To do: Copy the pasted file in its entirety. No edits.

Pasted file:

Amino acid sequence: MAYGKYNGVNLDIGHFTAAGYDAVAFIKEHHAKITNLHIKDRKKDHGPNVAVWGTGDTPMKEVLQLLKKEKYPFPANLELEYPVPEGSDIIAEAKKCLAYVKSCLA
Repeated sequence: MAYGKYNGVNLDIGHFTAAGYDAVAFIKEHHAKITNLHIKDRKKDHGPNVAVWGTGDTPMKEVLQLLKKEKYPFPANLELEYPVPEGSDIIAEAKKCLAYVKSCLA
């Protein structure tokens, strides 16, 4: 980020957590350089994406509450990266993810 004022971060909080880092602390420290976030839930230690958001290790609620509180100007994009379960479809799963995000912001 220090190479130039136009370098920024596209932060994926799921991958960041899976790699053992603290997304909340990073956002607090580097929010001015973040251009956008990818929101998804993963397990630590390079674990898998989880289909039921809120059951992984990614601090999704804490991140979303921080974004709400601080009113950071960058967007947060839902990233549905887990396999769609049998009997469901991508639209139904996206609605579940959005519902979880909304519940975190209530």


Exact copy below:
Amino acid sequence: MAYGKYNGVNLDIGHFTAAGYDAVAFIKEHHAKITNLHIKDRKKDHGPNVAVWGTGDTPMKEVLQLLKKEKYPFPANLELEYPVPEGSDIIAEAKKCLAYVKSCLA
Repeated sequence: MAYGKYNGVNLDIGHFTAAGYDAVAFIKEHHAKITNLHIKDRKKDHGPNVAVWGTGDTPMKEVLQLLKKEKYPFPANLELEYPVPEGSDIIAEAKKCLAYVKSCLA
């Protein structure tokens, strides 16, 4: 980020957590350089994406509450990266993810 004022971060909080880092602390420290976030839930230690958001290790609620509180100007994009379960479809799963995000912001 220090190479130039136009370098920024596209932060994926799921991958960041899976790699053992603290997304909340990073956002607090580097929010001015973040251009956008990818929101998804993963397990630590390079674990898998989880289909039921809120059951992984990614601090999704804490991140979303921080974004709400601080009113950071960058967007947060839902990233549905887990396999769609049998009997469901991508639209139904996206609605579940959005519902979880909304519940975190209530």